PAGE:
When you’re signed up as a Wicid member, you’ll get regular access to amazing opportunites such as press passes for gigs, free cinema tickets in exchange for a review, free accredited creative courses, free PS4/Xbox games in exchange for a review, press passes for events all over Wales and the UK and much more including first dibs at interviewing established and up-and-coming musicians. And, this time, we got to interview rising Welsh singer-songwriter, Gabrielle Murphy.
What first inspired you to start performing as a singer?
I have been brought up in a household where music has always been in the forefront and I have never known anything different. My father has been in bands almost all my life and they were always rehearsing in our home. My parents have also taken me to gigs since I was very young.
Did you struggle to find your identity and ‘voice’ as a singer, or did it come easy to you?
The voice was never a real problem. It is what it is. I feel fortunate to have been blessed with the voice that I have. Finding my identity on the other hand was a total nightmare. As a young teenager I didn’t even know who I was and for a few years I found it impossible to express myself. After a lot of soul searching, I’ve finally found my own identity but I then struggled as I didn’t want people to single me out as being different to everyone else. I wanted to blend in. Its only been the last year or so that I’ve had the confidence to express myself and show people who I really am.
What are the challenges of being an up-and-coming singer?
There is so much competition and not enough opportunities. I made a commitment to myself when I was 14 that I would do whatever it took to be successful in this field. I chose to forego a social life and boyfriends in order to commit to my music. I do have my moments, but on the whole, this is what I have done. I have also been very fortunate with the opportunities I have been given. Many doors have been opened for me in a short space of time.
What do you believe are the central themes in the music you write?
That’s an easy one. Relationships and raw emotions, not always my own. If you just stop and take notice of the people around you it doesn’t take long to realise that so many people have so much going on in their lives.
Is there any artist performing today that you aspire to be like?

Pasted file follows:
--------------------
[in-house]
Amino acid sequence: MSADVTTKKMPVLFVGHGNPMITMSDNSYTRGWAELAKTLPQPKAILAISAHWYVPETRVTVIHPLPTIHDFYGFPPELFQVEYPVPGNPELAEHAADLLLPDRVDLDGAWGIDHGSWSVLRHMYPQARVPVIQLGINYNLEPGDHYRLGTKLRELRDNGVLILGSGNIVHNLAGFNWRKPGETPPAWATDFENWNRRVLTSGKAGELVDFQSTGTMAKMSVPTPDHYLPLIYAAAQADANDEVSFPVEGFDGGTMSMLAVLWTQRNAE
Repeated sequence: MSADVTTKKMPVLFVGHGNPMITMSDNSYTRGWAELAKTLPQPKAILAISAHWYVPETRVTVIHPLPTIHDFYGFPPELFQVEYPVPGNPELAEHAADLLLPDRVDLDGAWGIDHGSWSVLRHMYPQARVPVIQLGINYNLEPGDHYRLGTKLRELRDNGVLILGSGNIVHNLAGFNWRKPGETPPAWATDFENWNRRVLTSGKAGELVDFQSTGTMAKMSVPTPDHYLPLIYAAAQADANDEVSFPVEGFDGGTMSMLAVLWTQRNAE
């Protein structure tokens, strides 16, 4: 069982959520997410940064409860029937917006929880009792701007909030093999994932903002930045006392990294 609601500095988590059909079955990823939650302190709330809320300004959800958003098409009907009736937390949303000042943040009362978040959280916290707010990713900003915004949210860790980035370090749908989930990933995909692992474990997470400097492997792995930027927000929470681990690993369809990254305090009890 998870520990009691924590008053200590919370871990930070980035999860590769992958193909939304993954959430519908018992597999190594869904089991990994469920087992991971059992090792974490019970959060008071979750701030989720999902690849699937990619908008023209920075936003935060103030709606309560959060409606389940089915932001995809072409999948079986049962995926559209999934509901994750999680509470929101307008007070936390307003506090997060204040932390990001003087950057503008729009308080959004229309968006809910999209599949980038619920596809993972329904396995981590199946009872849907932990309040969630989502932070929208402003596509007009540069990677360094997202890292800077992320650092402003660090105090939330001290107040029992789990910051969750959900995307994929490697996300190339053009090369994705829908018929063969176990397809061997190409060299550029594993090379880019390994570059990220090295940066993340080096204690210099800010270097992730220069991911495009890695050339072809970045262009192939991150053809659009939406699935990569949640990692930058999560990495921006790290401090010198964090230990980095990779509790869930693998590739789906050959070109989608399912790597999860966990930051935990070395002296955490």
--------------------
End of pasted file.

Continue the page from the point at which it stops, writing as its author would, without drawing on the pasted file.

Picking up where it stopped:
No, but there are many many amazing artists, both past and present who inspire me.
Is there such a thing as the perfect album?
No, I don’t think that there actually is but I will not make it my aim in life to try and produce one. In my opinion, ‘Tango in the Night’ by Fleetwood Mac is probably the nearest to absolute perfection.
How do you get your hair so amazing?
Well I’ve never heard it referred to as that for a start so thank you. My mother, who is a family lawyer and mediator, has always fancied herself as a bit of a hairdresser. Me and my younger brother just let her loose on our hair. Great news for me as it doesn’t cost me a penny.
Your genre of music seems a mix of both acoustic, indie and an underlying current of pop sensibilities. Will your next work push these influences further?
That sounds so technical. In all honesty I have absolutely no idea what genre my music falls into. It really is as simple as writing what I feel. I am always amazed when people hear different influences and describe different genres in my music. To me it just is what it is.
Where do you see yourself in 5 years?
That is such a difficult question to answer. My ambition in life is obviously to make a career from my music. I wouldn’t be being honest if I said that I would be happy making music even if I was unable to earn a living from it. I would like to earn enough to provide my family and those close to me with financial security. I place a huge importance on being able to trust people and I am fortunate to have people I trust looking after me. I want to make sure that I can look after them.
How do you find life as a gigging teenage singer-songwriter in the South Wales Valleys?
It is very difficult to say the least. So many venues notorious for live music have closed down and therefore there are very limited opportunities. I have been so lucky to have been given so many opportunities to perform and so many wonderful gigs. The Young Promoters Network, Orchard Entertainment and of course, BBC Horizons have opened many doors for me and have been responsible for putting me and my music into the public eye. For that I will always be grateful.